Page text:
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On Being with Krista Tippett is a public radio project delving into the human side of news stories + issues. Curated + edited by senior editor Trent Gilliss.

We publish guest contributions. We edit long; we scrapbook. We do big ideas + deep meaning. We answer questions.

We've even won a couple of Webbys + a Peabody Award.

The Higgs Boson (The “God Particle”) Explained in Comics

by Trent Gilliss, senior editor

Somehow, this Higgs Boson infatuation will get the better of me and I’ll just stop trying to understand the complexity of it all. Until that day comes, I’ll be watching great explainers like this one. The artist’s comic sketches and way quantum physics is animated get me closer… I think.

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Burqa-Clad Superhero Batina the Hidden Meets Wonder Woman, the Not So Hidden

by Shubha Bala, associate producer

Naif Al-Mutawa, a Kuwaiti clinical psychologist living in the United States created The 99 in 2007 — comic book superheroes born from an Islamic archetype. The comics have taken off with an animated TV series on its way and a recent partnership with Superman, Batman, and the rest of the Justice League of America. Al-Mutawa writes in "Concentration Camps and Comic Books":

Battina the Hidden"Imagine the good that can come from a frank conversation between THE 99’s burqa clad hero, Batina the Hidden, and JLA’s Wonder Woman the, well, the not so hidden. If we can show how perceptions are unfairly formed, we can take great leaps in a single bound towards transforming them. And what better characters to explore such issues than Superman and Batman who were created by Jewish young men from New York and Cleveland at the height of anti-Semitism and THE 99 who were created by a Muslim during the height of Islamophobia."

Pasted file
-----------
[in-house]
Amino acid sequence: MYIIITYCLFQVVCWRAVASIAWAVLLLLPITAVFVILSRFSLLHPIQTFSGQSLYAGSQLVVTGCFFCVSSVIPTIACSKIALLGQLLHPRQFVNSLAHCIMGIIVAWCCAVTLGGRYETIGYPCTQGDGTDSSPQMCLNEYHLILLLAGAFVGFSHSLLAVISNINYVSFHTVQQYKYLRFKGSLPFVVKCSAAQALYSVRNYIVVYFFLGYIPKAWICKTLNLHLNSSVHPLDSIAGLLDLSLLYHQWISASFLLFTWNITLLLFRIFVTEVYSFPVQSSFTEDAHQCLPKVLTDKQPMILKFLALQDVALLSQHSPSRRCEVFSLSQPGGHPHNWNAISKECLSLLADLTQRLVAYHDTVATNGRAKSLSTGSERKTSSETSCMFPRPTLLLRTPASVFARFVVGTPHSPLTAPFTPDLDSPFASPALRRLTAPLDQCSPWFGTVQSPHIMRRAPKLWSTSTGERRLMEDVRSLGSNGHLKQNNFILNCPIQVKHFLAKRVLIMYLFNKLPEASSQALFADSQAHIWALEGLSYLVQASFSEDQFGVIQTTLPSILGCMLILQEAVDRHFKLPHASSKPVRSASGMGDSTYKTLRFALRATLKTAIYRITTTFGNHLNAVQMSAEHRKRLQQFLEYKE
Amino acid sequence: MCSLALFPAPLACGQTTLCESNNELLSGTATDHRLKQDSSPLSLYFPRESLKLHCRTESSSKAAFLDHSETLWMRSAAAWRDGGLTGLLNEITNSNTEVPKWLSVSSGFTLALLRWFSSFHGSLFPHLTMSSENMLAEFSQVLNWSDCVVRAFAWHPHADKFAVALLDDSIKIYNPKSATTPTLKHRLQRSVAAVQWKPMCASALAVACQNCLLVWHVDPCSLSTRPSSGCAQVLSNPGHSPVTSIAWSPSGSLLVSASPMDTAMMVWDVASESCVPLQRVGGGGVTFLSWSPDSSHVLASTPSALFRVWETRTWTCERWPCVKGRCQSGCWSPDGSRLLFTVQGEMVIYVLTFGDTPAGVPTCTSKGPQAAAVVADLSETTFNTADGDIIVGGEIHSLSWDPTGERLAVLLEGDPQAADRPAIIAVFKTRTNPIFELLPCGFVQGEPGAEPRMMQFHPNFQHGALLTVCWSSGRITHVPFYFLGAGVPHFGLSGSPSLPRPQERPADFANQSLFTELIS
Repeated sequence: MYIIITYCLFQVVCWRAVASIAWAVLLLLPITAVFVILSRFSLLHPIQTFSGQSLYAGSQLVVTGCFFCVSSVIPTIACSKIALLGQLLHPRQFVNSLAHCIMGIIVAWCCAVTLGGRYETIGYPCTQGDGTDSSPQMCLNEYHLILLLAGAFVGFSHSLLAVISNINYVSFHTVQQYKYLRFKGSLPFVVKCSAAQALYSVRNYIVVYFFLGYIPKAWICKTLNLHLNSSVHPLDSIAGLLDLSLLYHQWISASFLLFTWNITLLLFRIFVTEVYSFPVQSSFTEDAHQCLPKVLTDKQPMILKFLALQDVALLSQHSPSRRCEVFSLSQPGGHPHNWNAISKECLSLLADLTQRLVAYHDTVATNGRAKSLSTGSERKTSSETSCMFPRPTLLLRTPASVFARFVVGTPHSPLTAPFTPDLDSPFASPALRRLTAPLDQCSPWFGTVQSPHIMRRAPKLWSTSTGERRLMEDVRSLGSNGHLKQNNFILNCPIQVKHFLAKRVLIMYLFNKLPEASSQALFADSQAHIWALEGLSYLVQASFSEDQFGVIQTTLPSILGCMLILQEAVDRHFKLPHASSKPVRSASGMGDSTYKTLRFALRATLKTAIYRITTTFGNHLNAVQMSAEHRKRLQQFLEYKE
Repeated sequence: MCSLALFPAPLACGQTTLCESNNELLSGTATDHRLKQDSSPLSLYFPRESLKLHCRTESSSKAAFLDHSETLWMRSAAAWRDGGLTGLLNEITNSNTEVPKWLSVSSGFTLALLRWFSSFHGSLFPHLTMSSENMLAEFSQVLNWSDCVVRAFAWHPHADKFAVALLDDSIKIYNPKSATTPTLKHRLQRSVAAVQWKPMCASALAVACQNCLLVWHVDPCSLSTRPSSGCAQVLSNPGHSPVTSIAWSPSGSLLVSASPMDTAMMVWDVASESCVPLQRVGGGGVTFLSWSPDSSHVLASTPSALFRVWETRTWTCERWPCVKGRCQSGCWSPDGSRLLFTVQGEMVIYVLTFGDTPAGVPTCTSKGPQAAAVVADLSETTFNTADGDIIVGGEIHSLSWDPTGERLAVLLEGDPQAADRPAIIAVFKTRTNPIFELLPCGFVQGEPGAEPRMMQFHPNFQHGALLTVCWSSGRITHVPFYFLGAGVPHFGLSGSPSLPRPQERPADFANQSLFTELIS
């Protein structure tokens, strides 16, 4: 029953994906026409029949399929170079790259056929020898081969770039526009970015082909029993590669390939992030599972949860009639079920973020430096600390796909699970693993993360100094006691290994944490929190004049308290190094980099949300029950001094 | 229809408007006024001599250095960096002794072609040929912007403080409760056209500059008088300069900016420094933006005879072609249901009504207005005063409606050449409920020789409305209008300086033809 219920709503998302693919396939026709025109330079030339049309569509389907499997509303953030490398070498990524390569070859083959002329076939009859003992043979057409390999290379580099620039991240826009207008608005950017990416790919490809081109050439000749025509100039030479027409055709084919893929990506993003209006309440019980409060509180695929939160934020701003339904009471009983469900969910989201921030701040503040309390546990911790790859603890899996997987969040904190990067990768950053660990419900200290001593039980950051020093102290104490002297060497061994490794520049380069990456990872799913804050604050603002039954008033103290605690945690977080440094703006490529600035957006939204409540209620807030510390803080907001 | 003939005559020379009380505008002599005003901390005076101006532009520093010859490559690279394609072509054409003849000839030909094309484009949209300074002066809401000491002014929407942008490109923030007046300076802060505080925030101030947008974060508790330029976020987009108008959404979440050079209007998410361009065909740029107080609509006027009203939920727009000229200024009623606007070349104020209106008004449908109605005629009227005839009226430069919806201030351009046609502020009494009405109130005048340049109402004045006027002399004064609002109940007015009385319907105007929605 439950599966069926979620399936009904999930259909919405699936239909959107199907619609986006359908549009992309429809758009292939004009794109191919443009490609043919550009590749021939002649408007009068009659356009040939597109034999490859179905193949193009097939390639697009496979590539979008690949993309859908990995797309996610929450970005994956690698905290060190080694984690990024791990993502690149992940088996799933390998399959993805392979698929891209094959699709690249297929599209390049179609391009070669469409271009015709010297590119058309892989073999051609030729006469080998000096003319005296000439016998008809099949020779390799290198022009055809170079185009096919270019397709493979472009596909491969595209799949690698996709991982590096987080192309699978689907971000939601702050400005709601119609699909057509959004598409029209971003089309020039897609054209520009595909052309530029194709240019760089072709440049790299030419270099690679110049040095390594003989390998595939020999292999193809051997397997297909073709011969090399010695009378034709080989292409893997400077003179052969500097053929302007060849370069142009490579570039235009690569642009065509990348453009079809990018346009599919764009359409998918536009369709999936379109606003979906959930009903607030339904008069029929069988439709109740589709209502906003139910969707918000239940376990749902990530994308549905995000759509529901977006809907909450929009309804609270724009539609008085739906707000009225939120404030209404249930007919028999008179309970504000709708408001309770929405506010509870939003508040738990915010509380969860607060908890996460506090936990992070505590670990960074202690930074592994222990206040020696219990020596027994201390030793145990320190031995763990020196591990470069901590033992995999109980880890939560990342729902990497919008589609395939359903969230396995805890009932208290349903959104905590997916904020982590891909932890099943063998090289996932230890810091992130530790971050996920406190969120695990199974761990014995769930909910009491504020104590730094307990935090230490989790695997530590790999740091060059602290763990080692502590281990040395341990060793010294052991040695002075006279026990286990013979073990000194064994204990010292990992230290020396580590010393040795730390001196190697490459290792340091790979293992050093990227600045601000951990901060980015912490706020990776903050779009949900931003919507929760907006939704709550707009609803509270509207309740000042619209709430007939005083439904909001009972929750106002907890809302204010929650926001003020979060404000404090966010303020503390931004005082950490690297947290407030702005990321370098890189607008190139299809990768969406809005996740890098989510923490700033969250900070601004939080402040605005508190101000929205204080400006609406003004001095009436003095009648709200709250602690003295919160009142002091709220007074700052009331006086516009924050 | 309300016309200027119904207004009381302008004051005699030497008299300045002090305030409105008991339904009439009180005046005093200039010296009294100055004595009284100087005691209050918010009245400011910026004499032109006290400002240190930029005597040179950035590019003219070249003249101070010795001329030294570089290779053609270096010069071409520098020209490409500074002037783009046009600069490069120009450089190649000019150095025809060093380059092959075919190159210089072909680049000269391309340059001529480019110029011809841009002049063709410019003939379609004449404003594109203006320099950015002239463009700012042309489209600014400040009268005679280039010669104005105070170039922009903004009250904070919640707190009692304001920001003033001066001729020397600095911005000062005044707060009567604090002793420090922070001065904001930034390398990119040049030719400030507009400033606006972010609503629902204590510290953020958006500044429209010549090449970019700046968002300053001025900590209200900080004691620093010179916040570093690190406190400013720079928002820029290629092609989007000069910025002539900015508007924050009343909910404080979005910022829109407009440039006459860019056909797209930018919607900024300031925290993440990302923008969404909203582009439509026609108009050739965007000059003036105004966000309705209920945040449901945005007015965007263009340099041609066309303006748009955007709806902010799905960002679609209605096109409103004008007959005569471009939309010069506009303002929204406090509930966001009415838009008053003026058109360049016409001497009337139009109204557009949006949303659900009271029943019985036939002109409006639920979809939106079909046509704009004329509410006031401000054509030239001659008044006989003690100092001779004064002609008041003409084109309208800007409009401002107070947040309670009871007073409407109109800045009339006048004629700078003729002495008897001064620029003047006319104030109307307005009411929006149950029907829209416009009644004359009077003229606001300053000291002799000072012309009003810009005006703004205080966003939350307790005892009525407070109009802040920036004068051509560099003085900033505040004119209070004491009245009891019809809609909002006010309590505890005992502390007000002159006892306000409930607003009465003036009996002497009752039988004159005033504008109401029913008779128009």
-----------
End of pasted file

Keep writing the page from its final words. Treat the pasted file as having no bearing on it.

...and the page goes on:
In his recent TEDTalk (featured above), he shares that his primary goal, though, is to improve the way Muslims self-identify. He tells a story (about minute 13) of a time when he asked students at the University of Kuwait to geographically place two negative news stories and interviews. The students incorrectly guessed they took place in the Middle East:

"But, what breaks my heart and what’s alarming is that, in those two interviews, the people around, who were interviewed as well, refer to that behavior as Talibanization. In other words, good Hindus and good Jews don’t act this way. This is Islam’s influence on Hinduism and Judaism. But what do the students in Kuwait say? They said it’s us. And this is dangerous. It’s dangerous when a group self-identifies itself as extreme.

Keep watching the blog for an upcoming interview with Naif Al-Mutawa in the coming weeks.

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